Monty Hall Bsuinss

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Bicephalous Bob
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Post Post #25  (ISO)  » Wed Jan 16, 2019 6:32 am

Monty knows where the car is, I mean, and he uses the information in deciding what door to open. I guess the problem isn't exactly misleading, but many popular explanations are.

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Post Post #26  (ISO)  » Wed Jan 16, 2019 6:35 am

Okay I think I've come back to my basic issue with this problem.

If I don't pick a door to begin with what are the odds for getting a car when picking one of the remaining two doors, after Monty picks a door?

How does my initial decision influence the outcome?

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Post Post #27  (ISO)  » Wed Jan 16, 2019 7:02 am

Your initial decision forces Monty to not open the door you picked. This may seem obvious, but it's crucial.
If you pick first, then there is a 2/3 chance that you pick a goat door. All of a sudden, he is forced to open the other goat door; he has no choice in the matter. By picking a goat door, you are basically forcing him to tell you where the car is.
1/3 of the time, you pick the car and he chooses which door to open. Similarly, if Monty opens a door first, he always has a choice. In these cases you technically gain no information about the remaining doors.

Incidentally, imagine if when you pick a door Monty was allowed to open your door, to show you it's a goat. You would know for a fact that you want to 100% switch doors, but not which door to switch to.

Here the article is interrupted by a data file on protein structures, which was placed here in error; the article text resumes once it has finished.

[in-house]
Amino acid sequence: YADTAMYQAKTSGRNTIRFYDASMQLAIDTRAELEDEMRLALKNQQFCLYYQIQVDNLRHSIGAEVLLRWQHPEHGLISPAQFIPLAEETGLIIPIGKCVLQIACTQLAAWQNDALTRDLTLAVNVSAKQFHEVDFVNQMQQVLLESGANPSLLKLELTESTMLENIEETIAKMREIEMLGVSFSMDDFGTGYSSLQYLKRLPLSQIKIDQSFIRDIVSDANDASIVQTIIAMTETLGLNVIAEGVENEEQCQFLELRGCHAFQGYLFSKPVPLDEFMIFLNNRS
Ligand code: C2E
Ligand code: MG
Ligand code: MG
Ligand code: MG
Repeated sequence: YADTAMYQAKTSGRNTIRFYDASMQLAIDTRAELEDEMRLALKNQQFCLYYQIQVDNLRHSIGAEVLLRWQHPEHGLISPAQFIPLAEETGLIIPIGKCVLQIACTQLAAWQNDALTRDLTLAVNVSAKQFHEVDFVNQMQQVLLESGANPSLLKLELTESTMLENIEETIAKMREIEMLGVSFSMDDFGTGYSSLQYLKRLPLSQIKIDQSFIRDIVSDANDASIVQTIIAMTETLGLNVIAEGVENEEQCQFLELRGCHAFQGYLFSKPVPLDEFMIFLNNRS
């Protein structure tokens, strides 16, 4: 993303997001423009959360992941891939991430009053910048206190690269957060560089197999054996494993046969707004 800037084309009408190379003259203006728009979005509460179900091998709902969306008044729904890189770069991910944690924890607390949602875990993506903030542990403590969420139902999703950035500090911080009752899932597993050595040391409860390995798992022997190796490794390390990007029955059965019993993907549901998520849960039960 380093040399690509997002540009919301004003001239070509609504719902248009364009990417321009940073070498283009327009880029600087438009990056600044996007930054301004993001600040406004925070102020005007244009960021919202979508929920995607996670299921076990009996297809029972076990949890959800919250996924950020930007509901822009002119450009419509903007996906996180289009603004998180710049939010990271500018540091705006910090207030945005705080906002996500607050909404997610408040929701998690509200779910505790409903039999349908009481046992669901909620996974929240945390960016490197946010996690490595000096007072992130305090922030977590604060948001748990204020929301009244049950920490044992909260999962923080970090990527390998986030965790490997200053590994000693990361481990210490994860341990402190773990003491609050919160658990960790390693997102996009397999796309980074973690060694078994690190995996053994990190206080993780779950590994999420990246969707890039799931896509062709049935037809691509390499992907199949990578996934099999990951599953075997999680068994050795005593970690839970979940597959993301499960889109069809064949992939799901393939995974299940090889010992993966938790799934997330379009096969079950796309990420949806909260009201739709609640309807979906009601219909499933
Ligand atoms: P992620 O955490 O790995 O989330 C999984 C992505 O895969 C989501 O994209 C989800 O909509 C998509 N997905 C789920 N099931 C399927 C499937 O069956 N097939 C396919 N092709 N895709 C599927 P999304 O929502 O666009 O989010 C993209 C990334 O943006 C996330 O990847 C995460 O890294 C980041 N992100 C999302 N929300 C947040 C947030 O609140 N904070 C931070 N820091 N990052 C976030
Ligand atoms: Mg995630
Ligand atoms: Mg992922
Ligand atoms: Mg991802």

You don't have ambiguity; you have options.

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Post Post #28  (ISO)  » Wed Jan 16, 2019 7:55 am

Hmmnyeees. Monty is constrained not only by -not- opening the door I've picked, but *also* by not opening the car door.

Spoiler: "choice tree (image)"

Monty's choice is always narrowed down to two possibilities - a random pick or an instruction. 66% of the time he gets an instruction.
Monty has no choice if "we" need (as a supervisor controlling the rules of the game) to tell him to pick door notCar(B) or notCar(C). These are equivalent (non)choices as far as the original pick is concerned.
He can pick notCar(A[1] A[2]) if I as the player pick the car.

The information he actually gets is whether my choice was the car, and if it wasn't, he gets an instruction to pick notCar(B) or notCar(C)
If I picked the car, his choice means nothing.
If I didn't pick the car, he reveals an option which is not the car, which to me is equally likely to be the car or not.

The information I get is that he's picked a door that I didn't choose which is a goat.

There has to be a very plain statistical or quantum calculation for this if it's mechanical; I can see that his choice is narrowed by me, and I can see that my second choice is constrained by him, but I'm struggling to understand the difference between Car(B) and Car(C) because in one state I choose B and in the other I choose C, and both seem quite equal.
Last edited by talah on Fri Jan 18, 2019 5:46 am, edited 2 times in total.

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Post Post #29  (ISO)  » Wed Jan 16, 2019 10:39 am

I like the explanation where there are not 3 doors, but 100, and monty is forced to open 98 doors. Now it's much clearer that you should switch

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Post Post #30  (ISO)  » Fri Jan 18, 2019 5:41 am

Hey. Stop trolling :P
(I actually liked that explanation too and discussed it with several of my friends a couple of years ago, coming to the conclusion that is was an extremely solid idea of how the statistics "sorta" worked. Now I'm interested again but in more specific terms.)

Spoilered the random too-large image
No closer to finding a specific mathematical equation on this | (someone else has done the work) (x)
No closer to shimmying up some actual code myself explaining the logical choice tree rather than the rationalisations | (I didn't do the work) (true)

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Post Post #31  (ISO)  » Mon Jan 21, 2019 9:43 am

My thing is, why doesn't Monty want the goat?

I would stay, higher chance of getting a goat.
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